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Constructing Islam on the Indus
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Book description

This book represents the first serious consideration of Ismaili-Shia esotericism in material and architectural terms, as well as of pre-modern conceptions of religious plurality in rituals and astrology. Sufism has long been reckoned to have connections to Shi'ism, but without any concrete proof. The book shows this connection in light of current scholarly work on the subject, historical sources, and most importantly, metaphysics and archaeological evidence. The monuments of the Suhrawardi Order, which are derived from the basic lodges set up by Pir Shams in the region, constitute a unique building archetype. The book's greatest strength lies in its archaeological evidence and in showing the metaphysical commonalities between Shi'ism/Isma'ilism and the Suhrawardi Sufi Order, both of which complement each other. In addition, working on premise and supposition, certain reanalysed historical periods and events in Indian Muslim history serve as added proof for the author's argument.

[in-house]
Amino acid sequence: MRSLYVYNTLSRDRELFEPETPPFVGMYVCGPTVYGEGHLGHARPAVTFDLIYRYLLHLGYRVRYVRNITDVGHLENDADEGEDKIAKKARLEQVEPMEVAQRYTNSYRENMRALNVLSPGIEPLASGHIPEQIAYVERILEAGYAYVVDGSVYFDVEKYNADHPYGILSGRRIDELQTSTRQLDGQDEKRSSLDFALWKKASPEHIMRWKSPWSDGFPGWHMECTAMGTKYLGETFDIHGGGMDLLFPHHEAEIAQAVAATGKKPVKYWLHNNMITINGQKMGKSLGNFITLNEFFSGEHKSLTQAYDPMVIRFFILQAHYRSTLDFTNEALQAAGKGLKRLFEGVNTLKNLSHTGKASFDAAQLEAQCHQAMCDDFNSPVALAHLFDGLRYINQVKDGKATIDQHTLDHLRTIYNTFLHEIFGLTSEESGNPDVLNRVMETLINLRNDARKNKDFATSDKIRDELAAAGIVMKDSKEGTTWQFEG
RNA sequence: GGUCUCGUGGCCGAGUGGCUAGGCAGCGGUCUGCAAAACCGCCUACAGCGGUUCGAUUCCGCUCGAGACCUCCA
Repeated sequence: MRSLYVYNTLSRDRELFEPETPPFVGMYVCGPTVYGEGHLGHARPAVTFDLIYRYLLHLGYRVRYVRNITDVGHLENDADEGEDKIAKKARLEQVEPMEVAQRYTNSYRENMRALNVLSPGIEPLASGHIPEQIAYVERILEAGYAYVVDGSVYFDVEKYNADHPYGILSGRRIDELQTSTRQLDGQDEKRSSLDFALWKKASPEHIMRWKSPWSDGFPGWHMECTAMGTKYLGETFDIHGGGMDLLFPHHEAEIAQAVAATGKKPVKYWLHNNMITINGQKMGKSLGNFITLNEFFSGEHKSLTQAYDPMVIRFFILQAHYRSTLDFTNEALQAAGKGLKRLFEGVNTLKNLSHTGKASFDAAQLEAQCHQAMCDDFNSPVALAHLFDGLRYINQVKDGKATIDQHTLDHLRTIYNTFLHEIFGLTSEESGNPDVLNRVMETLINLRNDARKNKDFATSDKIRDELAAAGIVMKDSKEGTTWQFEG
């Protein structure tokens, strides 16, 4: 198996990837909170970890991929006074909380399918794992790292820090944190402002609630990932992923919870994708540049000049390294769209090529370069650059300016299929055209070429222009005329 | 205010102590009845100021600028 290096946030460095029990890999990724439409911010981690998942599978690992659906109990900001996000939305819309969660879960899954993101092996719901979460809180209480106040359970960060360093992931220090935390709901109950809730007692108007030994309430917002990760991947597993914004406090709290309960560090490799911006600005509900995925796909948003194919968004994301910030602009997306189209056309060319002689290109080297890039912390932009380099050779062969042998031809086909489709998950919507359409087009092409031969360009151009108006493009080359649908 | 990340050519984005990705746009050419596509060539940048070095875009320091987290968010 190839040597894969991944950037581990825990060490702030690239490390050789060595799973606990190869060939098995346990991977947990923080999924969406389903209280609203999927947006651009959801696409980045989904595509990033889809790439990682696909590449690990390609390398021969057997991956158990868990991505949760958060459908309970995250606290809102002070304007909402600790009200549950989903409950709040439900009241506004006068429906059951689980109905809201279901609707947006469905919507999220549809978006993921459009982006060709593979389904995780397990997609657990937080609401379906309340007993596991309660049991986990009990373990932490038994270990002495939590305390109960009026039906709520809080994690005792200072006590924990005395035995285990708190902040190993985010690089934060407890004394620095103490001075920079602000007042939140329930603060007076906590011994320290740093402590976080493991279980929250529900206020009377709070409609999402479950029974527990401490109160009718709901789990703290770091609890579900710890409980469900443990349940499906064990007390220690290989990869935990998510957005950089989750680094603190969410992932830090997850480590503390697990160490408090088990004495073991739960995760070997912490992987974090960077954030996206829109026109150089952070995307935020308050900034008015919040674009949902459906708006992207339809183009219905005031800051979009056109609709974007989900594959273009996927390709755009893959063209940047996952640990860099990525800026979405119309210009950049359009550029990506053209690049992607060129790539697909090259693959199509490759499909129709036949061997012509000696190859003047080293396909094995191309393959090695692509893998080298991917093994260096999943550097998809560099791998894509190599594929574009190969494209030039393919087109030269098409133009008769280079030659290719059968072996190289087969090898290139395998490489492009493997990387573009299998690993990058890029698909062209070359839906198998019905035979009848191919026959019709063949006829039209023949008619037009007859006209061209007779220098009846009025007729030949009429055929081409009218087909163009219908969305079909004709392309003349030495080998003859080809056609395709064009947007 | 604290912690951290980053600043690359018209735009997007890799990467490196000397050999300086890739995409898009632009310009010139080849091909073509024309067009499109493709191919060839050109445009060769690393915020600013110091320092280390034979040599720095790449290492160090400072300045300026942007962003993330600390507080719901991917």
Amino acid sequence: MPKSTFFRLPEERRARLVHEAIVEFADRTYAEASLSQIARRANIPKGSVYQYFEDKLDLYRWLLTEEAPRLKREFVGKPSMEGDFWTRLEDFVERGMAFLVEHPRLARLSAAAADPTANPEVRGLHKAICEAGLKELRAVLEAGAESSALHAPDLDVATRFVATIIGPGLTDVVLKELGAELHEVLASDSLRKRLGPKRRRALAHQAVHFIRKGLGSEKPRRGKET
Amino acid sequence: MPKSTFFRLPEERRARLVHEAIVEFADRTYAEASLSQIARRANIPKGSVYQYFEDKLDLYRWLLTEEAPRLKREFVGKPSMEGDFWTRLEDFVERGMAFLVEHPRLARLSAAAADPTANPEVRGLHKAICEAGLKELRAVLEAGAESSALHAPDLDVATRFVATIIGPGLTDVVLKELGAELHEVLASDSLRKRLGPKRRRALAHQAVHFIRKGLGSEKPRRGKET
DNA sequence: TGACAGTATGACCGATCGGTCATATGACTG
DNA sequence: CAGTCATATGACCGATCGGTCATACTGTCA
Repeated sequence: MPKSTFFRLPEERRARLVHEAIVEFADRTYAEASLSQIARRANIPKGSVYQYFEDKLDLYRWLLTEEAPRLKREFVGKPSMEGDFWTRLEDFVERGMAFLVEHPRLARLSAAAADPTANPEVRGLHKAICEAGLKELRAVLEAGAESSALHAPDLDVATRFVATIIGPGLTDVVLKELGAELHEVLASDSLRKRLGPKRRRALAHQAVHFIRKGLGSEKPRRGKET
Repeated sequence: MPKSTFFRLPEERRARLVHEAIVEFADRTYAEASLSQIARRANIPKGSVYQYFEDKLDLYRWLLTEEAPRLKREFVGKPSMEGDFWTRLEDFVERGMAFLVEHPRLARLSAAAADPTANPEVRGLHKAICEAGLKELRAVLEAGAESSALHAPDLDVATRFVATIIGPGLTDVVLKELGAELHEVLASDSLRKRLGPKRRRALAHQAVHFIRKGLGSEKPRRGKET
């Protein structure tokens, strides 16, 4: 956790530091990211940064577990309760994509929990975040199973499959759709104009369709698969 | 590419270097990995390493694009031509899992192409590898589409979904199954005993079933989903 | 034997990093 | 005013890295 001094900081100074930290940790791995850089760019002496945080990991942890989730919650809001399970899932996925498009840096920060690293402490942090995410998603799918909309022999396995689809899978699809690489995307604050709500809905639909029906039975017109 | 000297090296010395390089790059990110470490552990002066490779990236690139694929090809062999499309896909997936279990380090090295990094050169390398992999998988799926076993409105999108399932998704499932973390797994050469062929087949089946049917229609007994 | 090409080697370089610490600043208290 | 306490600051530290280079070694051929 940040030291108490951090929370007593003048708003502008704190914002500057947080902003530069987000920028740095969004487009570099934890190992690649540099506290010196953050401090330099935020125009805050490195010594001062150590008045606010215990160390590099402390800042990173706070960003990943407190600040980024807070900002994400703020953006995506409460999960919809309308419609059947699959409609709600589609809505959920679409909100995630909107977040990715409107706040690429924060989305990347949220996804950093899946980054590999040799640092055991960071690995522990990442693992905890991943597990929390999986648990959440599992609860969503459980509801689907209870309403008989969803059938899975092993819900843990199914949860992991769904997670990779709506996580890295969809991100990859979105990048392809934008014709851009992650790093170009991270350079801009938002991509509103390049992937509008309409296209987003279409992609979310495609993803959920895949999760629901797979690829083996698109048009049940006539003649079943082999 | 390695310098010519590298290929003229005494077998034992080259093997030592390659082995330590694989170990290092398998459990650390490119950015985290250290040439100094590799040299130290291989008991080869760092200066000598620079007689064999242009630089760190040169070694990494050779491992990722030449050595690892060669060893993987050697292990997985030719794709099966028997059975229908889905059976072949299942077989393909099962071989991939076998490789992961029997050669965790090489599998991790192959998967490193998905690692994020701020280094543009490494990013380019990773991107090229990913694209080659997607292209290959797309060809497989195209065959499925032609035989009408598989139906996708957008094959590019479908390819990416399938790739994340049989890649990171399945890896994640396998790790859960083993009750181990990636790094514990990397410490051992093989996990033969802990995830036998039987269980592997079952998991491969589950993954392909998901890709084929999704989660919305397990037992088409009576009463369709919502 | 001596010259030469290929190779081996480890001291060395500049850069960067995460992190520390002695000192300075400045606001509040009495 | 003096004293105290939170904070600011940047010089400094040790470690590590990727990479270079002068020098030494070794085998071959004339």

Reviews

‘This is a genuinely exciting study which makes convincingly original use of an impressive range of evidence - including architectural and iconographic materials as well as literary and historical sources - to uncover a previously hidden aspect of the coming of Islam to the subcontinent through the highly original teachings of the missionary organisation of Ismailism.'

Christopher Shackle - School of Oriental and African Studies, University of London

‘Bringing together textual, architectural and ethnographic sources in a highly original way, this book makes an argument that will redefine the way we understand early Muslim history in South Asia. Focusing on the esoteric dimension of discourse during this period, Hasan Ali [Khan]'s careful reading of words, symbols and practices reveals the existence of an extraordinary and hitherto uncharted world of religious and sectarian relations in the Indus Valley, underlining its heterodox nature in particular. Against the received story of Islamic conquest and orthodoxy, he offers us a nuanced and sophisticated narrative of cross-cutting allegiances and intertwined knowledges that serves as a virtuoso demonstration of how medieval historians should approach their work.'

Faisal Devji - University of Oxford

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